This short clause introduces schedule 1, which details further ways in which British citizenship may be acquired after commencement through association with a qualifying British overseas territory. The general aim is to put the qualifying territories in the same position as the United Kingdom for the purposes of the provisions of the British Nationality Act 1981, which relate to acquisition of British citizenship through birth, adoption and ancestry.
This is the first Standing Committee on which I have served, and it is nice to serve on a Committee that has such unanimity. That is largely because the Bill is inclusive, and its most inclusive aspect is clause 5, which raises some interesting questions.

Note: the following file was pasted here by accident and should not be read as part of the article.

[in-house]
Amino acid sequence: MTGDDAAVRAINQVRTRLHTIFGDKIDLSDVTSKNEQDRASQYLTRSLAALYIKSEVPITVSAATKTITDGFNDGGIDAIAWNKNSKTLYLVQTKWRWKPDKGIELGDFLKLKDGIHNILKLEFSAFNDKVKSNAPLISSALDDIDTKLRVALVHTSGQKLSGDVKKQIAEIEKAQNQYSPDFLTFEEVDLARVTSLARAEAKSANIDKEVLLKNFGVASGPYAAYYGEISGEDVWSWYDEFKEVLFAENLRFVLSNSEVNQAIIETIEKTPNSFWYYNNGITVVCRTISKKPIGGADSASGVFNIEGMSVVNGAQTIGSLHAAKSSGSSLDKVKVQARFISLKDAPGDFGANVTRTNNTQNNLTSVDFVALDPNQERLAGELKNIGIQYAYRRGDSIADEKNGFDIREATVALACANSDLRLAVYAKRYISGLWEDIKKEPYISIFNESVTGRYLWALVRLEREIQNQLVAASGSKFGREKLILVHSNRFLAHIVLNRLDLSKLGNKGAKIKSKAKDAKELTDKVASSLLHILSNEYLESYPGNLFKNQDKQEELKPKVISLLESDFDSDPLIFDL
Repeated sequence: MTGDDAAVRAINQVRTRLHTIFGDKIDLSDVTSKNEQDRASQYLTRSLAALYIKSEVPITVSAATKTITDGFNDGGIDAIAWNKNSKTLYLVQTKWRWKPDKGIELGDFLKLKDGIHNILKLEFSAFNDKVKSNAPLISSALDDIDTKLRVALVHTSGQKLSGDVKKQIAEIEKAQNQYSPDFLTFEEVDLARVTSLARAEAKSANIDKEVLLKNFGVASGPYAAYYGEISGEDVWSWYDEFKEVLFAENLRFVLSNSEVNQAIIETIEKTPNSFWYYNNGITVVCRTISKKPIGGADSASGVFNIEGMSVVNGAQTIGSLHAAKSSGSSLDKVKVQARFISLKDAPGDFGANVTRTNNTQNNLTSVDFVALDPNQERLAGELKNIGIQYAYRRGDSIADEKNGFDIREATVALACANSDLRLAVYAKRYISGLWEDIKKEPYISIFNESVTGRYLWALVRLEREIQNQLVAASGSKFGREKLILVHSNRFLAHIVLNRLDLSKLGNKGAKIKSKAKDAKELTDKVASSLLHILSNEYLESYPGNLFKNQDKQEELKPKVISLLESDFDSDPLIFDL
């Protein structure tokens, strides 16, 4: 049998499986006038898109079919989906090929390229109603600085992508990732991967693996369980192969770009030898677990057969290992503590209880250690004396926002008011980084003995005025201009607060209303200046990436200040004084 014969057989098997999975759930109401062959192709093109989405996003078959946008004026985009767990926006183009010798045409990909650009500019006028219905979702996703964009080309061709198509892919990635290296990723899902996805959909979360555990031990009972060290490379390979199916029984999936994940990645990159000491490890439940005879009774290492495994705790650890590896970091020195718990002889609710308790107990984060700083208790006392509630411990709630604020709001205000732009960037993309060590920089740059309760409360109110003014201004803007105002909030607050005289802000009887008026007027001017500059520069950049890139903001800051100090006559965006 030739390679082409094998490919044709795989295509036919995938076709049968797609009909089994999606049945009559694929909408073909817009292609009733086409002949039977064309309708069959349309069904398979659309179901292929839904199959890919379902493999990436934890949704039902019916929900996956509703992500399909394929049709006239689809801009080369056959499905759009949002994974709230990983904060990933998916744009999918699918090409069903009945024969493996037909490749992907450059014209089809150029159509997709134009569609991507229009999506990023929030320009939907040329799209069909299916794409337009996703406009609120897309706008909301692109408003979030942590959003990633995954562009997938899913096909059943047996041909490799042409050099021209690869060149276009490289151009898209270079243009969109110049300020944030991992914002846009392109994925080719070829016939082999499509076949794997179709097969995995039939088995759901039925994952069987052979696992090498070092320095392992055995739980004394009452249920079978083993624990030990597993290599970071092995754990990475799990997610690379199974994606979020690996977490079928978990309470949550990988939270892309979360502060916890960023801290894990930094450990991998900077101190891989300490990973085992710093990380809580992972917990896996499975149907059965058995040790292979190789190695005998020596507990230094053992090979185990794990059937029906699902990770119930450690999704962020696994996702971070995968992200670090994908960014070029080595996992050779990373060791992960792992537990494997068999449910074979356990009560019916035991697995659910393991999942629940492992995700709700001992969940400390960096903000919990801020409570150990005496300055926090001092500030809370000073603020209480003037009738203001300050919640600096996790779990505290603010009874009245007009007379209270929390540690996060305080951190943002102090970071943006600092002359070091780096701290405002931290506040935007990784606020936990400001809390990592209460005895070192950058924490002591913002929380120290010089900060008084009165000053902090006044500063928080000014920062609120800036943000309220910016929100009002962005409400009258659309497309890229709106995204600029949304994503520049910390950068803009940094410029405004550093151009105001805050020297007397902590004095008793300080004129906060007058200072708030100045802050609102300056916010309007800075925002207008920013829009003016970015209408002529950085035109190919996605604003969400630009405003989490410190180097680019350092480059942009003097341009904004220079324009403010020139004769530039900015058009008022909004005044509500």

On adoption and abandoned children, the clause refers to an appointed day and the right of abandoned children to have British citizenship, which is positive. The Bill also closes some loopholes and allows the child of a couple who are British citizens to have British citizenship. However, what is meant by an appointed day? Could there be a time lag, especially in adoption, between the start of the process and an appointed day?
The appointed day is simply the day on which the Bill is enacted—its commencement. Anyone who is found abandoned—a foundling—or who is put up for adoption will have those rights. I did not catch the second part of my hon. Friend's question.